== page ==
I don’t get it.
My son is 5 years old. He is an energetic, inquisitive, happy boy in kindergarten.
Why does he have to write exactly between the lines .. I just don’t get.
Do you remember kindergarten back in the days? A time of making friends and learning how to play, a time full of outdoors adventure and laughter, a time to get acquainted with school and start your education journey on the right foot: with a passion full of wonder and fondness of school.
Yeah, these days, not so much.
Kindergarten open house, I got a huge fat packet full of guidelines, assessment criteria, and a long list of sight words. Turns out, they not only need to recognize those words, they also have to know how to write them. As in spell them, in their weekly dictation.
I looked around, are you sure this is the kindergarten open house? Not grade 1? And why aren’t the other moms as shocked as I am?
Before going on, you have to know something about my son, he is the most amazing boy ever (of course I believe that I am his mom). The first time he was assessed, he got a stomach ache and they called me to pick him up. I quickly figured out there is nothing wrong so I asked, “What’s wrong sweetie? Is your tummy ok now?”
DS: “If I tell you the truth will you send me back?”
Me: “No don’t worry, we are already close to home. What’s wrong, is everything ok?”
DS: “My tummy is ok now, but I wasn’t ok in school.”
Me: “Why? Did you want to go to the toilet and didn’t?”
DS: No. Ms. S. was asking us about all the letters and their sounds and I forgot some and I got so scared then my tummy started to hurt.”
What kind of pressure is my baby under that he has a stomach ache because of being stressed out?!!
Me: “It’s ok baby. You shouldn’t be worried or scared. Everyone makes mistakes. That’s how you learn. Even your mom and dad make mistakes. It’ ok.”
DS: “Only you say that mom. But Ms. S. won’t.”
Me: “Of course she will! Do you want me to ask her tomorrow?”
DS: “Yes please! Can you mom?”
Of course I went home and sent Ms. S. a long email expressing, not very shyly, my honest concerns about their ways and how stressful the environment is. I took my son next day and she explained that it was absolutely ok to make mistakes. He was happy, I wasn’t.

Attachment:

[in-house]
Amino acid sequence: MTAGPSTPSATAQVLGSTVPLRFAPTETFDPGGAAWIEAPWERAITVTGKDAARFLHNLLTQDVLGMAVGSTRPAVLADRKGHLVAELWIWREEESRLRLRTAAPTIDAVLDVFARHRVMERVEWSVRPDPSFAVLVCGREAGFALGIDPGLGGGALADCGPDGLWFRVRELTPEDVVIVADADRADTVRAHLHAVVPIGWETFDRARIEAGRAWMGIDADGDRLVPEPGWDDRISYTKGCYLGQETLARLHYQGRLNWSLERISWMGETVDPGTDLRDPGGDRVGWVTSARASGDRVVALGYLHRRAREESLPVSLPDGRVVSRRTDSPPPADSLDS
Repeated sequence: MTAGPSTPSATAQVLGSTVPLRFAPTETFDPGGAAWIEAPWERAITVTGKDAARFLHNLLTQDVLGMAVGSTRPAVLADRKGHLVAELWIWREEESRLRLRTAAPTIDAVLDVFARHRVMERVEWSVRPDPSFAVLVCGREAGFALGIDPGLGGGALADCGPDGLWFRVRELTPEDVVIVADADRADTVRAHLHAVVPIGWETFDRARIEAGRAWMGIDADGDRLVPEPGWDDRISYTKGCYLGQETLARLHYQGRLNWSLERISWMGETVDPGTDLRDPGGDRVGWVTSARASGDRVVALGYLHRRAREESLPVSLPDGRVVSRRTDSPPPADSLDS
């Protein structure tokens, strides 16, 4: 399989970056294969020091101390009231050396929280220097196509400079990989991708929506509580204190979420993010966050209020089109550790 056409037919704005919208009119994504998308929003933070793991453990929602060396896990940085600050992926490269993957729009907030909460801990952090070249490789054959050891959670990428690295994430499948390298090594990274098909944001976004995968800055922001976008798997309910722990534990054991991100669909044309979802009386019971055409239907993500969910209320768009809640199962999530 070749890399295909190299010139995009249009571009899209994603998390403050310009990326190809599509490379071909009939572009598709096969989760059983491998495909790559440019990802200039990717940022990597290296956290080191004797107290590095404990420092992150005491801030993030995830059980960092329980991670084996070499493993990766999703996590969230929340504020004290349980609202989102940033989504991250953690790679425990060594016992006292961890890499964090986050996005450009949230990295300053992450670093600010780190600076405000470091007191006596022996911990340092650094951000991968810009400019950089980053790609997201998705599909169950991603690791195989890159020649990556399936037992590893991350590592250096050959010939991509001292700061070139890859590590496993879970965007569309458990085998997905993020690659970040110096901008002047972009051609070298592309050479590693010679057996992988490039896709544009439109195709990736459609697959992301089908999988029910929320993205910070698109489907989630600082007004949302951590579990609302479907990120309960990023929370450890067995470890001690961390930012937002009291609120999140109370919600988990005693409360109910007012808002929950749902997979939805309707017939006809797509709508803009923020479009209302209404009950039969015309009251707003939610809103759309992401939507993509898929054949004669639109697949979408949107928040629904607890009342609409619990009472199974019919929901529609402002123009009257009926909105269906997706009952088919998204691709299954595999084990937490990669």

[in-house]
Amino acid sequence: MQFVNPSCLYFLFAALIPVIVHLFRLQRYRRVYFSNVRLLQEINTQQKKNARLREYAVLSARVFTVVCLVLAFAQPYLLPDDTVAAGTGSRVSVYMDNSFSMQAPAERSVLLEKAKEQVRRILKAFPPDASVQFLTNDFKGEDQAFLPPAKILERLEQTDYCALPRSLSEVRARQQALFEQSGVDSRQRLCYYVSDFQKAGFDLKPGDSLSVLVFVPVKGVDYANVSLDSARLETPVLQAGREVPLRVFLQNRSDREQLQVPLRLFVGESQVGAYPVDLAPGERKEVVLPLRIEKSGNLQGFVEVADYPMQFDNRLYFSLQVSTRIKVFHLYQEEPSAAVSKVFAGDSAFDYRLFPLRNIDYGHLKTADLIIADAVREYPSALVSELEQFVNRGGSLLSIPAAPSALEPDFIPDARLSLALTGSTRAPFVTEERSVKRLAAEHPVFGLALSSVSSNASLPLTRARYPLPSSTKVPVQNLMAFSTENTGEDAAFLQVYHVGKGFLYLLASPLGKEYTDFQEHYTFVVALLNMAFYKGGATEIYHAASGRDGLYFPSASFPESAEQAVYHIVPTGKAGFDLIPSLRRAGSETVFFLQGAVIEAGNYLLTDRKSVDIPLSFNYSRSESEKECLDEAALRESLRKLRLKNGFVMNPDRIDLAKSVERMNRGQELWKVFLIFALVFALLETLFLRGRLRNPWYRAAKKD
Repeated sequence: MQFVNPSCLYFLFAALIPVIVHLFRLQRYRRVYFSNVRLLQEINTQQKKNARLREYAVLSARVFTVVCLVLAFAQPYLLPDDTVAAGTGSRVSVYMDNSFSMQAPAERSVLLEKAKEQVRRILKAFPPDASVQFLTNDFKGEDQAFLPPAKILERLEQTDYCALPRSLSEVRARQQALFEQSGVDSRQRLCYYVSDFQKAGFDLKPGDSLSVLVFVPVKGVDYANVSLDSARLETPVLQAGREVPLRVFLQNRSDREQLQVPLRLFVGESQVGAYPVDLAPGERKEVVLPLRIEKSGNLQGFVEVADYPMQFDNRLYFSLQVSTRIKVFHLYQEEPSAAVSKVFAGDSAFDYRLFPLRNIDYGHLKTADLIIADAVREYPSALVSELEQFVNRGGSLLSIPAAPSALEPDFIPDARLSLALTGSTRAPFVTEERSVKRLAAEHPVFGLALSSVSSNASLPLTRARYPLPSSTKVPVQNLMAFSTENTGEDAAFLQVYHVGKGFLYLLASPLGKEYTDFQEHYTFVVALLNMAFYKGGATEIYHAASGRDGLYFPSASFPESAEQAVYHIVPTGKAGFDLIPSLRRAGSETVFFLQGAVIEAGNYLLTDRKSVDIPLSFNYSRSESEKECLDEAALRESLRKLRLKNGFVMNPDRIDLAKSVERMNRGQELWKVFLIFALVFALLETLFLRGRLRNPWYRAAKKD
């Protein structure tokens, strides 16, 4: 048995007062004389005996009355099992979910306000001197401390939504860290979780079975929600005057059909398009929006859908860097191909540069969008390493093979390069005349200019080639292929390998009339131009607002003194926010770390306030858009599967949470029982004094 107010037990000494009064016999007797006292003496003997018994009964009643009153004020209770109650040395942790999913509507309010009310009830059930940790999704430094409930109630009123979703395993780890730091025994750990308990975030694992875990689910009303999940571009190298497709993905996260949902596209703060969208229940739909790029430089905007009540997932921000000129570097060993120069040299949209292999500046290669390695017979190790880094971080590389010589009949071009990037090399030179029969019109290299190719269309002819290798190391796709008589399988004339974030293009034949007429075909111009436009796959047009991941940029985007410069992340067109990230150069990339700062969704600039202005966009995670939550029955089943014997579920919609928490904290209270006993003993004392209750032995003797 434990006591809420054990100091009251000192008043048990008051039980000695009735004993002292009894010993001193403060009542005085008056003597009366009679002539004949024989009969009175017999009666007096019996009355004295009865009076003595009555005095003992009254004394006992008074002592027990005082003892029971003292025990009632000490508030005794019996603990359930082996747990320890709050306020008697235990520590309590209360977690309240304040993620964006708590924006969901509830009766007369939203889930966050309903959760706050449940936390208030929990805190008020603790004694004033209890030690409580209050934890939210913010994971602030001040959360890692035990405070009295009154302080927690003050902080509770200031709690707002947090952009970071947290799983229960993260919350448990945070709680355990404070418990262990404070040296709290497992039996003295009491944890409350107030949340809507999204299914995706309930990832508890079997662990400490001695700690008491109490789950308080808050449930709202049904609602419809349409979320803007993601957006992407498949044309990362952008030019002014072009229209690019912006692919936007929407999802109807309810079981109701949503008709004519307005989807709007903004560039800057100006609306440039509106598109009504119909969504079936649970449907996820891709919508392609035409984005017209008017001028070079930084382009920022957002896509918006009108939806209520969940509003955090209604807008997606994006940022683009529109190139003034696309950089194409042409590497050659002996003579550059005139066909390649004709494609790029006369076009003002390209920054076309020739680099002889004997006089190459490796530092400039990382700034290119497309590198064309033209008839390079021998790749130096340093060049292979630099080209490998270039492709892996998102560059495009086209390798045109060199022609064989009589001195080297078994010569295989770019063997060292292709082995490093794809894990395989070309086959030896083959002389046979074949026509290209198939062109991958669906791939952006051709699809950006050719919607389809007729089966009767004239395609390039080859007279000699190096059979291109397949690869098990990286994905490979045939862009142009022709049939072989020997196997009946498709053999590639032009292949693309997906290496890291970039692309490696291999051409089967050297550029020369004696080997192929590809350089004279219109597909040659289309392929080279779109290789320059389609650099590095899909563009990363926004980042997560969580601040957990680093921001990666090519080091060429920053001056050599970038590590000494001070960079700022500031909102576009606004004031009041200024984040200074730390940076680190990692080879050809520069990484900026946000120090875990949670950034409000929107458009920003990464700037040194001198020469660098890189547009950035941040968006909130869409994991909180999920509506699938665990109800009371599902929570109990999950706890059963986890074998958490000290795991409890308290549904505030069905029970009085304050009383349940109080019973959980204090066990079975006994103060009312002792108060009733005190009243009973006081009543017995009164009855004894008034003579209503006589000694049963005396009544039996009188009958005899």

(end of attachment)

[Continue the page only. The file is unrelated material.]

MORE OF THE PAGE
I found myself in a very difficult situation, trying to balance the school’s requirement, with what I felt appropriate for my son. I wanted him to love learning and education. I wanted him to love reading and exploring. I didn’t want him to hate school and didn’t want homework to be a daily battle.
So we practiced phonics playing I spy. We practiced reading CVC words playing the frog in the pond game. And we practiced recognizing sight words by hanging a word on the fridge and making it the ‘passcode’ for opening the fridge. I tried the best I can to make it fun for him.
The day came to attend the parent-teacher conference. They will discuss his performance so far. I was worried and was ready for a heated conversation. Then she said:
“Your boy is very special. He has a sense of maturity that I don’t see in the grade 2 and grade 3 boys. He is very polite, eager to learn, and gets along with everyone. But… “
I didn’t really care what came after the ‘but’. I almost cried there in front of everyone. I did it! I always knew my son was amazing but lets face it, every mom thinks that of their child. Hearing it from his teacher, even when I knew academically he wasn’t on par with his fellow students, gave me the validation that I needed. My hard work and sacrifice has all been worth it. Even through my many mistakes and self doubt, I didn’t fail him and helped mold him into an amazing boy.
“But … he still doesn’t know a lot of the sight words and can’t spell most of them. He also has trouble spelling phonetically and constructing sentences. And he needs lots of work on his handwriting.”
I don’t really care. My boy is everything I hoped and wished him to be, even when I am not around to watch. That, I am so very proud of, and is harder to teach than any sight word or phonic.
Me: “Does he do the work assigned to him in class and listen properly?”
Ms. S.: Yes.
Me: “Do you believe he is doing his best?”
Ms. S.: Yes.
Me: Do you see any improvements since last month?”
Ms. S.: Yes. But the assessment criteria…
Me: I don’t really care what it says. I don’t compare him with what they say he should be doing or even with his classmates. My benchmark is his work the month before and if I see an improvement and feel he is doing his best, I am happy. I think you should do the same.”
The parent teacher conference was in December. He now knows most of his sight words, knows how to spell some, can construct a sentence though still has a bit of trouble spelling phonetically. He can read CVC words easily, except for the e and u sounds he takes his time with.
Yes I am proud of all his work and what he has done so far. I am also proud of what he will do till the end of the year. But I am mostly proud that together, we created a fun learning experience and I am happy to say he loves school, and he and his sister fight over who will do homework with me first.
DS: “Mom, I’m going to grade one next year.”
Me: “Yes you are! That’s so exciting! New playground, new classes, and maybe even new friends. I’m sure you will have so much fun!”
DS: “Can you please ask my grade 1 teacher if its ok to make mistakes, just like you asked Ms. S?”
This boy … his wife will be the luckiest girl in the world!